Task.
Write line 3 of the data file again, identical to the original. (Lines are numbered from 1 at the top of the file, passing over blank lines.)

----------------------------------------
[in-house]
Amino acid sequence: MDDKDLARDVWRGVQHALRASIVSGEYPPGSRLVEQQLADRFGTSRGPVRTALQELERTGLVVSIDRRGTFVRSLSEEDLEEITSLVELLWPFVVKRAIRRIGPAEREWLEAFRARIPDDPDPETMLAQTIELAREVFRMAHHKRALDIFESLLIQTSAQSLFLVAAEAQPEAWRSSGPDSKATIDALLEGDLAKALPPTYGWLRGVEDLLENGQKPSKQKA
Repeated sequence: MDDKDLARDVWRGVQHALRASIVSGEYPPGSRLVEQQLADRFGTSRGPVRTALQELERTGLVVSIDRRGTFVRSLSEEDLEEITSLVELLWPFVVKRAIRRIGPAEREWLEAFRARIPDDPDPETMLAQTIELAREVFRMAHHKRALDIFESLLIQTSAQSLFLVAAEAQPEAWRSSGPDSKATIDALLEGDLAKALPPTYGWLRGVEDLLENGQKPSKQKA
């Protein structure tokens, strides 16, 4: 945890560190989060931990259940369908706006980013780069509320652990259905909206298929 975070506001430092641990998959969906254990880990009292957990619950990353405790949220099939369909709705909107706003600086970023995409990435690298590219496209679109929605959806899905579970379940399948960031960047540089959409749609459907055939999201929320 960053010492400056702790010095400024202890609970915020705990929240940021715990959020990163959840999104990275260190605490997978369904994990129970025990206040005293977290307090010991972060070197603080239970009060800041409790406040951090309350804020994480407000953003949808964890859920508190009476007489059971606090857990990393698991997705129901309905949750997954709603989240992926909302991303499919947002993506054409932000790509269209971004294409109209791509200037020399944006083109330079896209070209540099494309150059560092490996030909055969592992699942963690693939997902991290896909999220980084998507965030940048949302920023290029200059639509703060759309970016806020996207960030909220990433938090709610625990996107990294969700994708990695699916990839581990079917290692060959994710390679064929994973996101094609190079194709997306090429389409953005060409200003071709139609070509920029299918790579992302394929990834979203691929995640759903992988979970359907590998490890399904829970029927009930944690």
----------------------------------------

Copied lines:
Repeated sequence: MDDKDLARDVWRGVQHALRASIVSGEYPPGSRLVEQQLADRFGTSRGPVRTALQELERTGLVVSIDRRGTFVRSLSEEDLEEITSLVELLWPFVVKRAIRRIGPAEREWLEAFRARIPDDPDPETMLAQTIELAREVFRMAHHKRALDIFESLLIQTSAQSLFLVAAEAQPEAWRSSGPDSKATIDALLEGDLAKALPPTYGWLRGVEDLLENGQKPSKQKA